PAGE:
Crafting timeline in Luclin #EQ2

Playing through the tradeskill quest timeline in Everquest 2’s Luclin expansion, I’ve been struck by all the little details that add such richness to the experience. These crafting quests offer the perfect antidote to the MMORPGs obsession with “kill X things” questing: which really dominates the majority of content in the genre. There’s a good mix of gathering, crafting, investigating and puzzles. All of it possible without fighting a single creature – if you are careful.

Light beam puzzles are fun

Due, perhaps, to the de-emphasizing of combat, there’s more dialogue and detail to these quests. The magic book that you use throughout the quest chain has wonderful snippets of story and lore in it. There’s a sense of exploration as you look for crafting materials, NPCs to talk to and locations to visit. It feels more relaxed than ‘normal’ questing as you’re not jumping into ‘combat mentality’ and not feeling that constant, low-level, awareness of danger that is required with adventuring (EQ2’s term for combat-oriented questing).

Exploring ruins

This enables greater attention to the details of your characters surroundings and is great for more puzzle-oriented content; it’s hard in other games to concentrate on puzzles if you have monsters patrolling nearby, or if the devs deliberately trigger encounters while working on stages of a puzzle.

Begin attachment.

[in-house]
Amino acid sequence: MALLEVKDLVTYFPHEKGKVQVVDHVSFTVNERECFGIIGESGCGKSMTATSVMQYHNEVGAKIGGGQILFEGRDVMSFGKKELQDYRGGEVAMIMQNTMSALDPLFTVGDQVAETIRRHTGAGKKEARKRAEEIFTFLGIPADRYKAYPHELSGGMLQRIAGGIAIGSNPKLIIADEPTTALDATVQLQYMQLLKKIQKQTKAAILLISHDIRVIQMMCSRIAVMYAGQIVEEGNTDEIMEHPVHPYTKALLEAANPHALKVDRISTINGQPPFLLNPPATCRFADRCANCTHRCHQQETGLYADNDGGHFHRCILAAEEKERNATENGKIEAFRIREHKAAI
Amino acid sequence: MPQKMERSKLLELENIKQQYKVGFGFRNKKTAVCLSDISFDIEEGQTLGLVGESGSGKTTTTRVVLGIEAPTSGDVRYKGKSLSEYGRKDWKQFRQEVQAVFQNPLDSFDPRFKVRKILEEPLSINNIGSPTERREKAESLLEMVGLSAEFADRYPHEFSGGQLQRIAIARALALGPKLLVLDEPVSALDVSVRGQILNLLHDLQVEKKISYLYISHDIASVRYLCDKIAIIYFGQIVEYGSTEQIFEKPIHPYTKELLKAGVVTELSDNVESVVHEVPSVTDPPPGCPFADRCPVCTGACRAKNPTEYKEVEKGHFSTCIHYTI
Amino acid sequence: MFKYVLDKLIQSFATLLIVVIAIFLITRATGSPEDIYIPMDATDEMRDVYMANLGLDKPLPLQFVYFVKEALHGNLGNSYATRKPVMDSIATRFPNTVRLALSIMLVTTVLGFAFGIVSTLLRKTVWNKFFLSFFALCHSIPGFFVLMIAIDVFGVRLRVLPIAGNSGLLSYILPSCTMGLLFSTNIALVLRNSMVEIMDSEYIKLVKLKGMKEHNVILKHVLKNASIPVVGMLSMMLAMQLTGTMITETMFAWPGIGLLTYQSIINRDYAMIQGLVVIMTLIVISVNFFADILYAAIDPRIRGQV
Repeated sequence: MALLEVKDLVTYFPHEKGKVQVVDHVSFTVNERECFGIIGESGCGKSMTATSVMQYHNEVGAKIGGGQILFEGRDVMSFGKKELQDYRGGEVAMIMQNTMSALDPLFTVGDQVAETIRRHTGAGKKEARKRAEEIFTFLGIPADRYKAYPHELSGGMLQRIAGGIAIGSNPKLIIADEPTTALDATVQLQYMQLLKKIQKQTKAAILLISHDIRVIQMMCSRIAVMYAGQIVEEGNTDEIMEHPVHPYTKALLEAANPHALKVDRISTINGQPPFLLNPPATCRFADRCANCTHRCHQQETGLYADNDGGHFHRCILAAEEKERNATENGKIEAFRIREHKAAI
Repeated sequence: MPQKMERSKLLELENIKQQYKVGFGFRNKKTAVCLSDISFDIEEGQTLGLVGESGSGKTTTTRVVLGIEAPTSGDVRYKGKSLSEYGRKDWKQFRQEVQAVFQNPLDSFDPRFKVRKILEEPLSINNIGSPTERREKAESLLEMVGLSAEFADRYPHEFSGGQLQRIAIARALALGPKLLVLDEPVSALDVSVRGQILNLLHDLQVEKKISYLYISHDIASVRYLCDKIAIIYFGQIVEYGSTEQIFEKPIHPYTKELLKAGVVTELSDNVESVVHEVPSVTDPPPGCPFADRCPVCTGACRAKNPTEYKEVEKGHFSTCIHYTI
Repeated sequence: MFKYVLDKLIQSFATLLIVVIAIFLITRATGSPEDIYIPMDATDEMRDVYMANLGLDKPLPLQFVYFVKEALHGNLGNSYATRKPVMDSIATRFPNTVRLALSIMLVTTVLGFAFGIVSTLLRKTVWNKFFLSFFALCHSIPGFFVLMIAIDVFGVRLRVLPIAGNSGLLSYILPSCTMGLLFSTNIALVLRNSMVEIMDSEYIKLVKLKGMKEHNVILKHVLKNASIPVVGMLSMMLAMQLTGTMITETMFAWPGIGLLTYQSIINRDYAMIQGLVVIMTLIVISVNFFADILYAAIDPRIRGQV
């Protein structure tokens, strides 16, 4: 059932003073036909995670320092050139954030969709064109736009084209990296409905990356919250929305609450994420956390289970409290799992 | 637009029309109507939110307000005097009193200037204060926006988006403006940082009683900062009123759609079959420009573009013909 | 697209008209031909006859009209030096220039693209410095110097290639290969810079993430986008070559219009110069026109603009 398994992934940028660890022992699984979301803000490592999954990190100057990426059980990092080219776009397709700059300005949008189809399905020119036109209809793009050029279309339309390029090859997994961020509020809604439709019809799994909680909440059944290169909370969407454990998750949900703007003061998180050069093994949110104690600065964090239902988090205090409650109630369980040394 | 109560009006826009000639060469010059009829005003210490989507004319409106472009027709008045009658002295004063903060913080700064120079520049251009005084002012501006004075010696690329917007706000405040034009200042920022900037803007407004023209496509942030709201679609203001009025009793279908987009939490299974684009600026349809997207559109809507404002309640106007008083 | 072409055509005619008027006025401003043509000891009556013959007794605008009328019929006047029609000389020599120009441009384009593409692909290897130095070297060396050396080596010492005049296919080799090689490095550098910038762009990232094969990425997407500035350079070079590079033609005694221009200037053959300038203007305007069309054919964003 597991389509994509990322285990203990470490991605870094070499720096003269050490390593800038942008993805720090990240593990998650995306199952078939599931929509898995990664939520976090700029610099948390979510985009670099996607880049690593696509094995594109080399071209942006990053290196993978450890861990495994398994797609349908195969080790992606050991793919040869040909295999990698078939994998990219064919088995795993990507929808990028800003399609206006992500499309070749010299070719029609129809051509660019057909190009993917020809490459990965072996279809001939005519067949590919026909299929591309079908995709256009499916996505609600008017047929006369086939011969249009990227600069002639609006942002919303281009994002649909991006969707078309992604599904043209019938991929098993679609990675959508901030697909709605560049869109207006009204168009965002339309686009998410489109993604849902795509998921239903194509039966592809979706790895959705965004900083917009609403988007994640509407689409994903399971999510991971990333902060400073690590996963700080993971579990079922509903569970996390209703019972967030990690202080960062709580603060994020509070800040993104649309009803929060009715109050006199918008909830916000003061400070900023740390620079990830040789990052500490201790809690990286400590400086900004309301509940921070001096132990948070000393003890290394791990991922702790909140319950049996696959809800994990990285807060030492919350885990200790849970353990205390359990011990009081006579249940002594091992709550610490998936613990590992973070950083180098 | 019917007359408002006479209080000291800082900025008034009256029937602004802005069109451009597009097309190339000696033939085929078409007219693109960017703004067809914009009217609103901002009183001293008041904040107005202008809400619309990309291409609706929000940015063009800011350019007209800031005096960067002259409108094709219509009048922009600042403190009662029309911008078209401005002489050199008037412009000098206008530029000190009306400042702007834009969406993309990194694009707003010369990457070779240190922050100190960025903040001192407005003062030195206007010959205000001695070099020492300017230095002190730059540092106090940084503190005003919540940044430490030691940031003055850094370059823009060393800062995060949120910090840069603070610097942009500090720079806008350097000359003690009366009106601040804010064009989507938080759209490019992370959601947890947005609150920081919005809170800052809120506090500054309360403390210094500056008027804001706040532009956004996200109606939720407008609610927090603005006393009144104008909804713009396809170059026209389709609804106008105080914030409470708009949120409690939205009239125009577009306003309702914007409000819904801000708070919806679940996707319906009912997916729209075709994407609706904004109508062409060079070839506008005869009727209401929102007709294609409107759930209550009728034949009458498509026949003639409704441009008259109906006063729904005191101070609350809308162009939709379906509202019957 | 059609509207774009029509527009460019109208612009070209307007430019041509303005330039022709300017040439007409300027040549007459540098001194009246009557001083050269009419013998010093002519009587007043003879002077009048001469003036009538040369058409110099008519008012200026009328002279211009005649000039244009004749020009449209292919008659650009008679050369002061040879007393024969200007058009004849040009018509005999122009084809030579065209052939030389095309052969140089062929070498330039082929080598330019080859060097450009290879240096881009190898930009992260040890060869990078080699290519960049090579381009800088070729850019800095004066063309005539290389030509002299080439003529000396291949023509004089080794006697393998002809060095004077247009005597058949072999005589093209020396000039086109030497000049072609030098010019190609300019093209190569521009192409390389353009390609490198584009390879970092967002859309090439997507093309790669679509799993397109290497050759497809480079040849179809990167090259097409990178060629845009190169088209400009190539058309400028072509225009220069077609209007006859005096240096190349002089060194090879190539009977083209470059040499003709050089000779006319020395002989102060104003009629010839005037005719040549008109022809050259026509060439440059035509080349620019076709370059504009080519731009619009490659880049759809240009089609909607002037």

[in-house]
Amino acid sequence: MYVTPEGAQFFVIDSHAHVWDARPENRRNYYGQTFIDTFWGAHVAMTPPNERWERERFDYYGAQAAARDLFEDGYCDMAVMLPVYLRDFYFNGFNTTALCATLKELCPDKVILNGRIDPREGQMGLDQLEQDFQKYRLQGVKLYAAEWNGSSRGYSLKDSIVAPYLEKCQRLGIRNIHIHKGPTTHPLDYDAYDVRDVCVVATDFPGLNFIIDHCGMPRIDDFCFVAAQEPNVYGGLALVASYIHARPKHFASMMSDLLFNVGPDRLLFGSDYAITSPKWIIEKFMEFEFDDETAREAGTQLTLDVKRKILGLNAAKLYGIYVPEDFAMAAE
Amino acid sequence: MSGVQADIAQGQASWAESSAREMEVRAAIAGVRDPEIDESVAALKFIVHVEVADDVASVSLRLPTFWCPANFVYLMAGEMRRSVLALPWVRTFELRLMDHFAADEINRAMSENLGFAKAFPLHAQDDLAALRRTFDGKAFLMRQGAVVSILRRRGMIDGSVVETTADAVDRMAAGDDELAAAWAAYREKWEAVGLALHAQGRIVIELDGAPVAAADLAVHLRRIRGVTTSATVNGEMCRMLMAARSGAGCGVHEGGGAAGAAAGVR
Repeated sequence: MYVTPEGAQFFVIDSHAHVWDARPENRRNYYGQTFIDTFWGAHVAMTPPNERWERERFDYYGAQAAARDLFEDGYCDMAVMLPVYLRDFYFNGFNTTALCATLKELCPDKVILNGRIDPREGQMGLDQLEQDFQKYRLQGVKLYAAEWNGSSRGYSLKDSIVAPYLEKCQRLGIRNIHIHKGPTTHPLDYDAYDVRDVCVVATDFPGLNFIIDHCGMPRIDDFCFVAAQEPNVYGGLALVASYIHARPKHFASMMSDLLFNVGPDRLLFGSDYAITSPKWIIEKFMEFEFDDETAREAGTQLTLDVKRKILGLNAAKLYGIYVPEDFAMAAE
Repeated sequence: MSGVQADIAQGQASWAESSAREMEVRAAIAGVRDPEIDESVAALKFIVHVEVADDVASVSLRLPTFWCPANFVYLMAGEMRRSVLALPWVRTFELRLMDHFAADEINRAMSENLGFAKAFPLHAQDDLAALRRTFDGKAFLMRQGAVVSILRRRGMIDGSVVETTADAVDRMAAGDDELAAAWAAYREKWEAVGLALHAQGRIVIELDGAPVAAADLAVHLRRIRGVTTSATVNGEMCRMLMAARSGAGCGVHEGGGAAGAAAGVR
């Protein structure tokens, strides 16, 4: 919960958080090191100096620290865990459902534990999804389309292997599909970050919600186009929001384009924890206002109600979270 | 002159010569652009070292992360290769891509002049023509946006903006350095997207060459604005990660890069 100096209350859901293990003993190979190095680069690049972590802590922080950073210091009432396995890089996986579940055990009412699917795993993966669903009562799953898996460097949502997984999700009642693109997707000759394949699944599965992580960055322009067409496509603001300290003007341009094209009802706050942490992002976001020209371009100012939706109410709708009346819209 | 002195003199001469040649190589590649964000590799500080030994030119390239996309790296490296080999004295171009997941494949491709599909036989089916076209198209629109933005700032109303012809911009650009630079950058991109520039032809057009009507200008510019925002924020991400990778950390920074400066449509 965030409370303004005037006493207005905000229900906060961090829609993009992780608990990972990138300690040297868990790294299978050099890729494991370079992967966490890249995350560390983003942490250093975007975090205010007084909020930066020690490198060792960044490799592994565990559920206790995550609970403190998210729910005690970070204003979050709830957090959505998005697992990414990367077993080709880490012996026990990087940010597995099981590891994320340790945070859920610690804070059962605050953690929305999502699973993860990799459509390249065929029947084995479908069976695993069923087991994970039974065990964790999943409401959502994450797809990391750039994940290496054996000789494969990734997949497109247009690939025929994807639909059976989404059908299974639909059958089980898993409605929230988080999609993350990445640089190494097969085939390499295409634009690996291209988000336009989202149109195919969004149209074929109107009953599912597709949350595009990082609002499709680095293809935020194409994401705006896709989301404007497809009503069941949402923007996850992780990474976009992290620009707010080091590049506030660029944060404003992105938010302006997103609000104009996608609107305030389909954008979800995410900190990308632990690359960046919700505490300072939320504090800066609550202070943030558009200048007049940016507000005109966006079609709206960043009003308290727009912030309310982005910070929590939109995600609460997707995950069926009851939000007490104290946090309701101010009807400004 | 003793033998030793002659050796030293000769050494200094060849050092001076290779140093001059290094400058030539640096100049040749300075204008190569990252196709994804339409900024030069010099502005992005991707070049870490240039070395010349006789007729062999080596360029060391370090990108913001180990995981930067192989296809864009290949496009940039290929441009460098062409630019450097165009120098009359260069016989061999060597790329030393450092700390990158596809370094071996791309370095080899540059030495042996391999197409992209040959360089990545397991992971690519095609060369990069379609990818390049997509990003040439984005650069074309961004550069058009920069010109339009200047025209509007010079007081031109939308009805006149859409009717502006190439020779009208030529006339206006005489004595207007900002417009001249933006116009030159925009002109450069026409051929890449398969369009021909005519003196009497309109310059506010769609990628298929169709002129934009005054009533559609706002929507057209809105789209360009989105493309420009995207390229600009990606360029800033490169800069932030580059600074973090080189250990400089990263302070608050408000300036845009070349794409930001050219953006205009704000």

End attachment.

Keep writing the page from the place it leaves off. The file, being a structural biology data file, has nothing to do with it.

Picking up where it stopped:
DDO says: work out that puzzle while being fireballed…

I discovered while reading on the wiki that my character could respec a crafting AA point (i.e. talent in standard MMO talk) to be able to summon crafting stations on a cooldown. I knew nothing about this revolutionary ability. It saves a ton of back and forth if you can just craft whatever you need to, either where you are gathering, or next to the NPC who gave you the task. There really is so much depth to Everquest 2: I am always finding out new things when I play.

The delivery of the questing really adds to my enjoyment of it. There’s a sense of mystery and fun in the quest text – delivered in an interactive manner through the virtual pages of said book. After years of study, I tend to skim read everything by default unless I really concentrate. So I’m actually looking forward to re-playing this timeline on another crafting alt just to see what details I might have missed out on the first time around. I guess the main or only downside to this delivery, like in Lord of the Rings Online’s quest text, is the amount of text to read. It’s not a downside at all to me as I love all the loving detail and have no problem reading in a game – others, I’m sure, would disagree with this.

The outcome of this last play session is that my main can now fly in the Luclin zones. This will make gathering infinitely faster and more convenient, which means he can supply any alts that do the questing in future. My next priority, however, has to be to get on with the adventuring timeline so I have that completed on at least one character.

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